Monday, 11 November 2013

Pedaling my every day life

My name is Anaimuthu, I was born around 1950, I do not know exactly, in a village called Naluruki between Chennai and Trichy. My father’s name is Arumugam, and my mother’s name is Anjali. I have two siblings, brother Velaimuthu and sister Ragambal.

My childhood was happy and colourful in the village and that early year of my life still overwhelms me. There was no school in our village; we grew up without any worries of the present or future concerns of life and the learning of the hard life of being adults. I especially liked Playing Kabadi and cooking traditional dishes such as sollam, kambu, ragi, the kelvaragu, in the rice fields with my parents. We also prepared Kutansoru; ask the people from the city if they know what it is!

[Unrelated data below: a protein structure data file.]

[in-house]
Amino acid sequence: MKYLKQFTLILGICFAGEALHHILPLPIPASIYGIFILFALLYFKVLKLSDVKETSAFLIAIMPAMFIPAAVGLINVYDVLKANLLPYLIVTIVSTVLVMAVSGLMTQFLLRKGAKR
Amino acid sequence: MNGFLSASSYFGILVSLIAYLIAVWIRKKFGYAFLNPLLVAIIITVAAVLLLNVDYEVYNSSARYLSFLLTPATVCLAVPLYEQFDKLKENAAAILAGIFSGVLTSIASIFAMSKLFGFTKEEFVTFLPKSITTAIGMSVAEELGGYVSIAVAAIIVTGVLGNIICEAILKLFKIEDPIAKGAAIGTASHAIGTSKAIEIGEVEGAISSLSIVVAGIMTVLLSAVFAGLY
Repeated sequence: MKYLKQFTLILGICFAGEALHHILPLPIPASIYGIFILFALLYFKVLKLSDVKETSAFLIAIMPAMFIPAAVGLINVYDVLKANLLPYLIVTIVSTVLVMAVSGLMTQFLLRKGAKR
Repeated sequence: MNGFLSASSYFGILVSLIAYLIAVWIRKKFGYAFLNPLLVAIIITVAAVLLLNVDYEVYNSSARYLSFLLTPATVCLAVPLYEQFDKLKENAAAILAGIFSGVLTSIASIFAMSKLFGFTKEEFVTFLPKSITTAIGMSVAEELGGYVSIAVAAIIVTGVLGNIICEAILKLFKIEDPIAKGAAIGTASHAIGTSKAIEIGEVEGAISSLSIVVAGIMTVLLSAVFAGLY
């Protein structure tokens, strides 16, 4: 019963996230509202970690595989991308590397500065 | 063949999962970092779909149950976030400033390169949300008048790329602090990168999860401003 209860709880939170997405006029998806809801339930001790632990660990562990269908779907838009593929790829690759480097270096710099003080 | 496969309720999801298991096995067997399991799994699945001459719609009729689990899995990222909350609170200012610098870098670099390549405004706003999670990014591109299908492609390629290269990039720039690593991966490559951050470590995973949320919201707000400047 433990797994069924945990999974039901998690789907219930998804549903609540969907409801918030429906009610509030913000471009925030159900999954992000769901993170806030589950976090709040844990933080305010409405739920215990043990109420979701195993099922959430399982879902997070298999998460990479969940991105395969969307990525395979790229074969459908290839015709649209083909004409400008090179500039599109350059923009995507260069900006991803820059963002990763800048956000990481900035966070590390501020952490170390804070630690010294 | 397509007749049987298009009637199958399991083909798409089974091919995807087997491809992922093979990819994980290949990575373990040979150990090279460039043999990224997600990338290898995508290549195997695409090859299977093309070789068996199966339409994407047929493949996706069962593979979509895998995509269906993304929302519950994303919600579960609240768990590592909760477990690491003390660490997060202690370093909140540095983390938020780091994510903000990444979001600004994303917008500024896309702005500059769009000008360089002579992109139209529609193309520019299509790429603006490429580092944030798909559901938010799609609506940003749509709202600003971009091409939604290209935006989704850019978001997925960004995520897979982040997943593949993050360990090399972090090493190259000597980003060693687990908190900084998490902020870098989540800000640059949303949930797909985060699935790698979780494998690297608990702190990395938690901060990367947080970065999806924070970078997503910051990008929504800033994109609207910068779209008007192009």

Unfortunately, while I was growing up, my father made ​​me work  harder and harder under the sun glowing rice fields and was expecting more from me to make more money to help our family survive.  I wanted to go to school but I realized what my father wants out of me. Hence, misunderstanding grew between us. Due to which I fled when I was 14 with Full of dreams and hopes of fortune, I boarded the train of a new life that brought me to Madras, remembering these Madrasis scene from time to time in my village, with different pants and coloured shirtsThe steam train with its red

When I landed, my dreams of wealth quickly became disillusioned.  With the help of the strangers for a place to work, I was guided to Kothachalvadi, the former fruit and vegetable market of Madras, until the inauguration of the Koyambedu today’s market, in 1996, the only wholesale market in the capital.

I found work quickly, as casual labourer, employed by Sithapadi Naidu, and paid at the time (circa 1967), thirty-two annas per day (two Rs), a little amount in a big city like Madras but so much more than anyone could have expected in my village! I had to spend about fifty rupees per month to face my personal needs. This lasted sixteen years, loading and unloading fruits, vegetables, working, living, and sleeping in the same shop.